Name: Latexian Scylla
Habitat: Lake Latex
At first glance the latexia scylla looks like a beautiful noblewoman lounging on a floating circular platform. The woman resembles, but is not human. Her eyes are octopoidal and her ears are pointed and stick out from the side of her head.
The platform maintains buoyancy through a series of gas-filled bladders on the underside. Hanging down from the platform are a multitude of black, segmented tentacles. The tentacles terminate in a variety of different appendages and are likely specialised for different tasks.
While it looks as though the woman is wearing a full latex dress that covers the whole platform, in reality this is to disguise where her body merges with the platform, as the woman, floating platform, and tentacles are all part of the same organism.
While the latexian scylla is capable of astonishingly quick vertical movement by regulating the contents of her gas bladders, they are not capable of rapid horizontal movement. At first the latexian scyllas took advantage of our unfamiliarity with them in order to get close. More recently they've taken to hiding their approach within dense clouds of ink.
When faced with a group of targets, the scylla first blinds and disorients them by spewing out copious clouds of black ink. During the resulting confusion she snatches a man up in her tentacles and rises to an altitude where she can feed undisturbed.
The latexian scylla feeds by draining the energy and fluids of their prey. This is done through a special suction tentacle they attach to the genitals of their captive. While they're capable of generating a large amount of suction, the scyllas do not exsanguinate their prey, instead—as with other H-space indigenous organisms—the feeding process is unusual and complex. They need us aroused, sexually, before they can feed off us. Her powerful suction does nothing until she stimulates her captive to ejaculation. Then it's as if a conduit is opened up between her prey and her, and she is able to drain them completely of their life and fluids in a few short minutes.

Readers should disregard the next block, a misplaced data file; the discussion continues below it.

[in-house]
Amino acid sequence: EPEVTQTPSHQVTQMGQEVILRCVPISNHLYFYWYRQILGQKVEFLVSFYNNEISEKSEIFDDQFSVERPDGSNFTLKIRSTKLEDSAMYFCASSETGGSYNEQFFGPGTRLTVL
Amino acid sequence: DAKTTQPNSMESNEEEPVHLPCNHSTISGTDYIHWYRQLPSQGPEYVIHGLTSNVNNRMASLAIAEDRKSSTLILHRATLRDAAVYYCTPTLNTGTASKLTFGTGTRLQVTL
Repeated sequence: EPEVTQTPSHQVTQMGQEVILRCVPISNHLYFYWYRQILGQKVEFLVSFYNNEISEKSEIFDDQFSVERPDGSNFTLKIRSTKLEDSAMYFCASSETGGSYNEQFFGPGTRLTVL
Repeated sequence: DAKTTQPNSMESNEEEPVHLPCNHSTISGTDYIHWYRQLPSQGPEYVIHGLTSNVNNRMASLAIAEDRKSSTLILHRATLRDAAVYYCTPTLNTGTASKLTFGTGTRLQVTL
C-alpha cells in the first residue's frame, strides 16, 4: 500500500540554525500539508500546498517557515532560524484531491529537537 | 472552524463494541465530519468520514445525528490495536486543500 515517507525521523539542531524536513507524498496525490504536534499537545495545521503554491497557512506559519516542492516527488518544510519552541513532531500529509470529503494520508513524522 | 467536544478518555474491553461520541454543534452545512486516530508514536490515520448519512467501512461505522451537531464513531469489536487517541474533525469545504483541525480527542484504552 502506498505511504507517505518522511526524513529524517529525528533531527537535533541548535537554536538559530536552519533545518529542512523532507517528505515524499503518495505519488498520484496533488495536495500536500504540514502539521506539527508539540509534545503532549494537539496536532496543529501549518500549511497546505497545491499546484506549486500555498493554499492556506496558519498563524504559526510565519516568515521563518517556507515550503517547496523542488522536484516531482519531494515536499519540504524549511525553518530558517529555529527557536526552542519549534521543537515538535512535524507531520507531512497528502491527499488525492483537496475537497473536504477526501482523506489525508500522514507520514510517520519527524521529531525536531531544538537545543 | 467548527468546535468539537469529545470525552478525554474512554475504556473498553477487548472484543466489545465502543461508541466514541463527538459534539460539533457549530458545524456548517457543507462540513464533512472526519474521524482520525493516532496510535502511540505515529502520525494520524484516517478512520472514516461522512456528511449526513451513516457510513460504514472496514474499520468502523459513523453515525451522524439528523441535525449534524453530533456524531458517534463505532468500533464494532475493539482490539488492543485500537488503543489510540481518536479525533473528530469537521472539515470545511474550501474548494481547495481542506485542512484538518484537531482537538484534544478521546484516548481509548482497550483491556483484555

Some of my colleagues see the complex feeding behaviour of the H-space indigenous organisms—the way they seem to need their prey to be sexually stimulated—as a conundrum to be picked apart and dissected until science discovers the answer. I do not share their enthusiasm or optimism. Nothing makes sense from a biological perspective. It's insanity... pure insanity.
Latexian scyllas are tricky to engage in combat. Now that they know we're aware of them, they stay hidden within dense clouds of ink. They are not impervious to bullets, but as with other higher H-space organisms, they are capable of rapid regeneration. Eyewitnesses have reported seeing bullet-hole punctures in their air bladders close up almost instantaneously. Despite this I still think the best strategy is to target the gas bladders with sustained bursts of fire. Bring the scylla to the ground and then target the head.
Personnel stationed at FOB Rigg have reported that the "ink storms" seen out over Lake Latex are becoming more frequent and severe. This is a troubling development.